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The beluga whale is a small, toothed whale that is white as an adult. The beluga's body is stout and has a small, blunt head with a small beak, tiny eyes, thick layers of blubber, and a rounded melon. They have one blowhole. Beluga means "white one" in Russian. Its genus, Delphinapterus, means "whale without fins", and the species, leucas, means white. The beluga is also called the white whale, the white porpoise, the sea canary (because of its songs), and the squid hound (due to its diet). Unlike most other cetaceans, the beluga's seven neck vertebrae are not fused, giving it a flexible, well-defined neck.
SKIN, SHAPE AND FINS
The beluga whale is white as an adult and molts seasonally. The beluga's body is stout and has a small, blunt head with a beak, a well-defined neck, and a rounded melon. It has no dorsal fin, which makes swimming under Arctic ice sheets easier. The flippers are short, rounded, and wide. The flukes (tail) are wide and deeply notched.
DIET AND TEETH
Belugas are toothed whales with 34 teeth. The teeth are not designed for chewing, but for grabbing and tearing prey. They swallow their prey whole. They are opportunistic feeders, eating a varied diet of fish , squid , crustaceans, octopi , and worms. They are both benthic (bottom) and pelagic (oceanic) feeders (in shallow water). Belugas sometimes hunt schools of fish cooperatively in small groups. An adult beluga will eat about 2.5% to 3% of its body weight per day, or 50 pounds (25 kg) of food a day, or more.
Beluga whales are very social animals and congregate in pods (social groups) of 2-25 whales, with an average pod size of 10 whales (consisting of both males and females or mothers and calves). A pod will hunt and migrate as a group. The bond between mothers and calves is the strongest. During migrations, several pods may join together, forming groups of 200-10,000 belugas.
Belugas usually dive for about 3-15 minutes while hunting for food. They can travel for about 1.5 miles (2.5 km) during a dive and commonly dive to a depth of 66 feet (20 m) to hunt. They can dive to a depth of about 1,300-2,100 feet (400-650 m) at times.
SPOUTING - BREATHING
To open its single blowhole, a beluga contracts the muscular flap that covers it. The beluga's blowhole is relaxed in a closed position. The spout is about 3 feet (90 cm).
Beluga are relatively slow swimmers. They swim about 2-6 mph (3 to 9 kph) . They are capable of short bursts of speed up to 14 mph (22 kph) for about 15 minutes.
Belugas are also known as "sea canaries" because of their songs and chatter, which can even be heard above the water. Belugas use echolocation to locate their bottom-dwelling prey, to find breathing holes in the Arctic ice sheet, and to navigate in deep, dark waters. Their songs are also used in communication with other belugas. Belugas produce many different sounds, ranging from clicks, squeals, whistles, etc. The fatty melon of the beluga changes shape as the beluga makes sounds.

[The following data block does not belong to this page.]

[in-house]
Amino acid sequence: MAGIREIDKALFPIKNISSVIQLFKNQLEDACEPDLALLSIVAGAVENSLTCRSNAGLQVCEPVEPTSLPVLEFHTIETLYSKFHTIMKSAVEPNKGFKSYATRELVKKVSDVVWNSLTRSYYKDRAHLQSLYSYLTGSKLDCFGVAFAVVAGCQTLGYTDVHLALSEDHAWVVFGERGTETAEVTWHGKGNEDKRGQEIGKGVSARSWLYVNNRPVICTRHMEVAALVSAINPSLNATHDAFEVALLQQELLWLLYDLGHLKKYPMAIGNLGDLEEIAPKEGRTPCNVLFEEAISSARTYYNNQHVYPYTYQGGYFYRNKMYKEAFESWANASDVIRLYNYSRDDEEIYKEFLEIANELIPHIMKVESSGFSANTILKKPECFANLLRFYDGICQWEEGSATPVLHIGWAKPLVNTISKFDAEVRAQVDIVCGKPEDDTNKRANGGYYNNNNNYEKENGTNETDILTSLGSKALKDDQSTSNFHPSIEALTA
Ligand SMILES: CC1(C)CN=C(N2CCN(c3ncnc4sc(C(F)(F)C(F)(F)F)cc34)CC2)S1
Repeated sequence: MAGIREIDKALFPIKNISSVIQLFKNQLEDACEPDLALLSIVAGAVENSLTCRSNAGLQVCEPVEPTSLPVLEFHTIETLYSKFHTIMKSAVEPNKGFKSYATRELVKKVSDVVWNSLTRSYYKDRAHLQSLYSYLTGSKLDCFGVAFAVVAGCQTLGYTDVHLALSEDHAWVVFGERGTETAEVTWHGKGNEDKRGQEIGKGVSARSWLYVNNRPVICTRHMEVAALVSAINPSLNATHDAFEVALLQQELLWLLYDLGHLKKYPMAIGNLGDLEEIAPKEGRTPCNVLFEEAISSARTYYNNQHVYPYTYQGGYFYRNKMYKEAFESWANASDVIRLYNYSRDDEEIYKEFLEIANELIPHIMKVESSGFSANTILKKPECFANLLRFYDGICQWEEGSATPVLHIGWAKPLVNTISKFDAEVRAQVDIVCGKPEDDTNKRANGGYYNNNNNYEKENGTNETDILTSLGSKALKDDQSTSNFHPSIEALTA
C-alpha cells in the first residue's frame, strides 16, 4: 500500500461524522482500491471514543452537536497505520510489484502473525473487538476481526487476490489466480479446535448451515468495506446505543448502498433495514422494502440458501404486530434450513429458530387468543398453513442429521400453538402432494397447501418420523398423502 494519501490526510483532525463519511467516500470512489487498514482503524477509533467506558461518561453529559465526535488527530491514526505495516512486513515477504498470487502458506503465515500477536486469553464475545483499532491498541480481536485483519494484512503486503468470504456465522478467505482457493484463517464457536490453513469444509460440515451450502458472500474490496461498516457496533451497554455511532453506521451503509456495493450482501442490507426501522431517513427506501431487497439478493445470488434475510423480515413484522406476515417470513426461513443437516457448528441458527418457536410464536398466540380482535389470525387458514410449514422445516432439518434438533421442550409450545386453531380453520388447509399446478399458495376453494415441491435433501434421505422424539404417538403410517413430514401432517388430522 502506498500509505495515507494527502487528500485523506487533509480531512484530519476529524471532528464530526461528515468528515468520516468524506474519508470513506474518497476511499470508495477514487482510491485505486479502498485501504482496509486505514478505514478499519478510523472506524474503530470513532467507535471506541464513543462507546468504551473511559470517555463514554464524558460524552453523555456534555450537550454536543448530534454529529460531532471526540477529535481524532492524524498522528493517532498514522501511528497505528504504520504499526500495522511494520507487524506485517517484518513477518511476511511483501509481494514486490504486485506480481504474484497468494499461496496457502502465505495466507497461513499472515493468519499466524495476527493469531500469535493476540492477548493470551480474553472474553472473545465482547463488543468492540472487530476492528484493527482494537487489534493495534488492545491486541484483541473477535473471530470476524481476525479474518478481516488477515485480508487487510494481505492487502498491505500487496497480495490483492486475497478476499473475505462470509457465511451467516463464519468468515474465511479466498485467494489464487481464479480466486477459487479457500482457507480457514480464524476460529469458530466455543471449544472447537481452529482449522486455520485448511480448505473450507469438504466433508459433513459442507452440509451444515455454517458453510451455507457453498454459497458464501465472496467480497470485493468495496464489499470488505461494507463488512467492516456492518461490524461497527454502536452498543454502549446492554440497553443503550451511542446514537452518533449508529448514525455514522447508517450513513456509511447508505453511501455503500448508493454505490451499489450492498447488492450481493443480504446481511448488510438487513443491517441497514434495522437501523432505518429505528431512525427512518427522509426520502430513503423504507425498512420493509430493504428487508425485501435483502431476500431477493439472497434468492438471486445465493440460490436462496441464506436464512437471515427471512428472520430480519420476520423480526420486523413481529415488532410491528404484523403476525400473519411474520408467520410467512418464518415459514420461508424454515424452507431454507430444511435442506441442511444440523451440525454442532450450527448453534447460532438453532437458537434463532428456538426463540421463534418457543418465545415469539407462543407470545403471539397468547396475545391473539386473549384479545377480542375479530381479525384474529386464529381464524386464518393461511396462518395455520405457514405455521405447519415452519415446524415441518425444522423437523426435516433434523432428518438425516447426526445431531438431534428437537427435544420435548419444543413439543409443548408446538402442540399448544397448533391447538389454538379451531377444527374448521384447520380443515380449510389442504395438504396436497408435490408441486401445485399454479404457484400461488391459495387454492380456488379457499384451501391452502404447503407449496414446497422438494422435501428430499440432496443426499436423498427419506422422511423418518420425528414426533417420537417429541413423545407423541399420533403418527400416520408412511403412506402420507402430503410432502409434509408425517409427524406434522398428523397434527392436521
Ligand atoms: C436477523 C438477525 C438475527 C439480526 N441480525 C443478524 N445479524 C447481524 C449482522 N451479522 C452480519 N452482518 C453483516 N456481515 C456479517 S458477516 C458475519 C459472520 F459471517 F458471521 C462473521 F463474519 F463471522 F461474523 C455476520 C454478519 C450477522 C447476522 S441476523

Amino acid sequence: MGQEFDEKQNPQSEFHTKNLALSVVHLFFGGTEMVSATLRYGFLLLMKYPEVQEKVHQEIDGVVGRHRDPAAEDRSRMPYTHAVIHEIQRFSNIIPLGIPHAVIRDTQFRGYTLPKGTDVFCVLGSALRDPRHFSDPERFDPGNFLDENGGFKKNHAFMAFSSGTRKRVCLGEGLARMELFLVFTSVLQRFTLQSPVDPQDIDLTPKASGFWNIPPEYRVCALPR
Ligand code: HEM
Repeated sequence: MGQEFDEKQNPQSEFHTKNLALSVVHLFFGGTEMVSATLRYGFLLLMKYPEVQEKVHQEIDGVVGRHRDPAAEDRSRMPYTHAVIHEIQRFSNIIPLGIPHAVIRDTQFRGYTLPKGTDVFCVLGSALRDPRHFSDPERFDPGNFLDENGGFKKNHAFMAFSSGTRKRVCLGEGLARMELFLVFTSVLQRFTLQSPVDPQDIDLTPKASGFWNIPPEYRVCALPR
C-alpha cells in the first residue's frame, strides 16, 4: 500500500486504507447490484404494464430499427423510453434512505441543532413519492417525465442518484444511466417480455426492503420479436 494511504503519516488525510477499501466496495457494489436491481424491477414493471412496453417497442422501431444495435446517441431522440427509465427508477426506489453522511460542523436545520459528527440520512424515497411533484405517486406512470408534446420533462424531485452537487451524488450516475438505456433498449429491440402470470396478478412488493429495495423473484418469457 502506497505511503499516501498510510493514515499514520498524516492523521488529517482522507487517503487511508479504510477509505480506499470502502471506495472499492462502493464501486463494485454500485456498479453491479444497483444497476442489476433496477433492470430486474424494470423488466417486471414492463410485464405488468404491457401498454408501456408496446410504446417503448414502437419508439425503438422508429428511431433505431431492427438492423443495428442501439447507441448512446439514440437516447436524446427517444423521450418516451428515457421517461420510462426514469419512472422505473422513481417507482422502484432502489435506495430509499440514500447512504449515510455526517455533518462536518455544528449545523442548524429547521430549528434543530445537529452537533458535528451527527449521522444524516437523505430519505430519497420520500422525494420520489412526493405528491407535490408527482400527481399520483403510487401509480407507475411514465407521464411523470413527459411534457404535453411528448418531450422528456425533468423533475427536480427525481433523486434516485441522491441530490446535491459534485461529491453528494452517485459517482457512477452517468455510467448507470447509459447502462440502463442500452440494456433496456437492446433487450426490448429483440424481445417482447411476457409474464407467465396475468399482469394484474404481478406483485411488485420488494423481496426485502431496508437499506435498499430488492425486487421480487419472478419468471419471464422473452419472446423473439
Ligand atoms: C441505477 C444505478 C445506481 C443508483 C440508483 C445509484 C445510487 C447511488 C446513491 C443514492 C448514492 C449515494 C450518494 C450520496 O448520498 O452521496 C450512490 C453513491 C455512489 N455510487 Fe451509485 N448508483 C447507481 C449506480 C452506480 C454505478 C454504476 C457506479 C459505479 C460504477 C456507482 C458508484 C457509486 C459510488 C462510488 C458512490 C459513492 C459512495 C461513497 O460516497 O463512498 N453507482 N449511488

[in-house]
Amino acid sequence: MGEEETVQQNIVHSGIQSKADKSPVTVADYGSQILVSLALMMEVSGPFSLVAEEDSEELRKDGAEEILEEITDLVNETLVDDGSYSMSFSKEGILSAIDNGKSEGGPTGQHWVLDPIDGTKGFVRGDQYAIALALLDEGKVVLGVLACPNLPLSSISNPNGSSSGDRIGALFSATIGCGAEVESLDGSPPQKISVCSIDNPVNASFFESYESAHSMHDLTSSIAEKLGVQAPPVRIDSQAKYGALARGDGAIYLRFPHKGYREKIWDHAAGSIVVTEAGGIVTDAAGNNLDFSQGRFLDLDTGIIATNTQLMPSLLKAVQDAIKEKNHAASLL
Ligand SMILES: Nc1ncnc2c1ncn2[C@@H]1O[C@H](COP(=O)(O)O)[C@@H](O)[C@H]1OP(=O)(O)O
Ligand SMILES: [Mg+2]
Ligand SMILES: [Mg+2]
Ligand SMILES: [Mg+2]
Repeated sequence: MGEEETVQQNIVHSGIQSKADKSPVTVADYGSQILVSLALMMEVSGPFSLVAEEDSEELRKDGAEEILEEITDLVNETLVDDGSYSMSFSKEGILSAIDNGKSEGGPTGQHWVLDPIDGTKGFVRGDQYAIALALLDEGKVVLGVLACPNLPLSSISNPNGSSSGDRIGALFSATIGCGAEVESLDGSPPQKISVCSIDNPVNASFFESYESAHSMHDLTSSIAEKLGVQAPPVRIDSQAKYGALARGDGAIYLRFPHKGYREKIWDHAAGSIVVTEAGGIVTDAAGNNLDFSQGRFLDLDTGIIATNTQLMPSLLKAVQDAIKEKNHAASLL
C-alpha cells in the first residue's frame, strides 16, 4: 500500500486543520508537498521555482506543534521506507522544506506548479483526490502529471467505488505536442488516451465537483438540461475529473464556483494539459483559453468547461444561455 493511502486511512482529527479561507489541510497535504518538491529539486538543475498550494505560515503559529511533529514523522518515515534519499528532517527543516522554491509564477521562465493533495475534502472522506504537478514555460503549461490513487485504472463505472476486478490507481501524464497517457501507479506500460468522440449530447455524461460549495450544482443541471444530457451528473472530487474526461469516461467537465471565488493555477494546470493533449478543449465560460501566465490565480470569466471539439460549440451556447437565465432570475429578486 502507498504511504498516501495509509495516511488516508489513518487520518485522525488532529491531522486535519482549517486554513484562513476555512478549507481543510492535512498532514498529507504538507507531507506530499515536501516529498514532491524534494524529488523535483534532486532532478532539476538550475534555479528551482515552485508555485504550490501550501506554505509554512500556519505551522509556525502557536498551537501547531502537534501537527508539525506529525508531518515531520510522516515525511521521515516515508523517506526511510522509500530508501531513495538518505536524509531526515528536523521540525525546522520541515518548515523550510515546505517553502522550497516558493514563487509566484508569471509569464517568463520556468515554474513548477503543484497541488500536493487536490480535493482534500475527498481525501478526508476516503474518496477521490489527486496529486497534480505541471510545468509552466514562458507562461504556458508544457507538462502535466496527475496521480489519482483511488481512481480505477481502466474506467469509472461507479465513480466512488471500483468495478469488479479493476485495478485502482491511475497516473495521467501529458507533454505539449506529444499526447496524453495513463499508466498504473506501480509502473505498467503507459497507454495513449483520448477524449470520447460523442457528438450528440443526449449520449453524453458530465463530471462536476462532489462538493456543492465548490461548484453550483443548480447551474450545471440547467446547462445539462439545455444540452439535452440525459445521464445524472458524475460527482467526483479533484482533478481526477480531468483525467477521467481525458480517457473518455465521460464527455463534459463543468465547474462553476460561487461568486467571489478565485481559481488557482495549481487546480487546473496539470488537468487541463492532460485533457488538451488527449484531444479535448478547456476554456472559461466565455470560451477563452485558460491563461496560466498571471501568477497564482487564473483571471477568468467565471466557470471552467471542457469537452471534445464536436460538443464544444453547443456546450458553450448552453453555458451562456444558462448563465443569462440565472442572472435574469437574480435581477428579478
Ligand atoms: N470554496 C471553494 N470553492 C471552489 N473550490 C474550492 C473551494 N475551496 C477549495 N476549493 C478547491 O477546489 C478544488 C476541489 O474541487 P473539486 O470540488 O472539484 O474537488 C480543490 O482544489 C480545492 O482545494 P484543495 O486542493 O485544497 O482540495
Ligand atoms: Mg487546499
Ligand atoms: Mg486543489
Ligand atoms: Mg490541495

HABITAT, RANGE, AND MIGRATION
Belugas live in frigid Arctic and sub-Arctic waters, but some populations migrate south to warmer water in the summer. Beluga's Arctic habitat overlaps with narwhal's habitat. (The narwhal is its closest relative.) Belugas also travel up northern rivers into brackish (partly salty) water and estuaries (where a river meets the seas) to hunt prey during the summer. Belugas sometimes migrate with bowhead whales.
Killer whales and polar bears prey on belugas, especially the calves. People have hunted belugas for hundreds of years, but belugas are now only hunted by a few Arctic-dwelling tribes.
Beluga whales have a life expectancy of 25-30 years.
It is estimated that there are about 40,000 to 80,000 beluga whales world wide. St. Lawrence, Cook Inlet, and Alaskan belugas are classified as endangered. Other pods are also threatened. Belugas are threatened by pollution (DDT, PCB's, etc.) in estuary waters that they frequent and breed in.
Beluga whales (Delphinapterus leucas ) are toothed whales (Suborder Odontoceti). They are one of 76 cetacean species, and are marine mammals.
Kingdom Animalia (animals)
Phylum Chordata (vertebrates)
Class Mammalia (mammals)
Order Cetacea (whales and dolphins)
Suborder Odontoceti (toothed whales)
Family Monodontidae (white whales with no dorsal fins and blunt heads)
BELUGA WHALE ACTIVITIES/PRINTOUTS
An unlabeled print-out of a beluga whale.
A labeled print-out about beluga whales with information on this Arctic animal.
A first grade addition activity. Solve the 1-digit addition problems, then do letter substitutions to answer a whale question.
A first grade subtraction activity. Solve the 1-digit subtraction problems, then do letter substitutions to answer a whale question.
A Beluga whale word hunt activity - For second and third graders.
Arctic animal printouts.
(and other cetaceans)
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